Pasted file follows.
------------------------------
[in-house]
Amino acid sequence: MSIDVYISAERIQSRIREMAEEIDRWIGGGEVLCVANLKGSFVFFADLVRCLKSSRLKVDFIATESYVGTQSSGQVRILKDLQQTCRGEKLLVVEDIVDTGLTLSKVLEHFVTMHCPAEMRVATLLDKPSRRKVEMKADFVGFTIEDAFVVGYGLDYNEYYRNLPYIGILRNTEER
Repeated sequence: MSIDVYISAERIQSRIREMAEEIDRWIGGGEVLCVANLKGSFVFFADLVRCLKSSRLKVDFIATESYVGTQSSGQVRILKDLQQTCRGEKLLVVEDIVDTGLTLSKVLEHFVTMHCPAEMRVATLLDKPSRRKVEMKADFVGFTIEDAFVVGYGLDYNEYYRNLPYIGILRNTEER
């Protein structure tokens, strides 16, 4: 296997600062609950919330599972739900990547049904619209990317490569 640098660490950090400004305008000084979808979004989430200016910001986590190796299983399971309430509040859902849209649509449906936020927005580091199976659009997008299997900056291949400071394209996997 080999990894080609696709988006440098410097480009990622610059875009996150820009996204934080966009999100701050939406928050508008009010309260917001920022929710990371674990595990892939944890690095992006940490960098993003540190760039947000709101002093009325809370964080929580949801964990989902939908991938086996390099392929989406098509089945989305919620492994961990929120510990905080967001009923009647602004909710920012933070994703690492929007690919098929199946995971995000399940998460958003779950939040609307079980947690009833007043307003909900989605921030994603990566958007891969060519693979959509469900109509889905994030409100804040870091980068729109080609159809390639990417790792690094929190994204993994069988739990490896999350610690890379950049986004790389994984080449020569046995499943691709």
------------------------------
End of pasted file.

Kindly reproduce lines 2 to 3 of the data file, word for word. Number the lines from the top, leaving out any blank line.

Amino acid sequence: MSIDVYISAERIQSRIREMAEEIDRWIGGGEVLCVANLKGSFVFFADLVRCLKSSRLKVDFIATESYVGTQSSGQVRILKDLQQTCRGEKLLVVEDIVDTGLTLSKVLEHFVTMHCPAEMRVATLLDKPSRRKVEMKADFVGFTIEDAFVVGYGLDYNEYYRNLPYIGILRNTEER
Repeated sequence: MSIDVYISAERIQSRIREMAEEIDRWIGGGEVLCVANLKGSFVFFADLVRCLKSSRLKVDFIATESYVGTQSSGQVRILKDLQQTCRGEKLLVVEDIVDTGLTLSKVLEHFVTMHCPAEMRVATLLDKPSRRKVEMKADFVGFTIEDAFVVGYGLDYNEYYRNLPYIGILRNTEER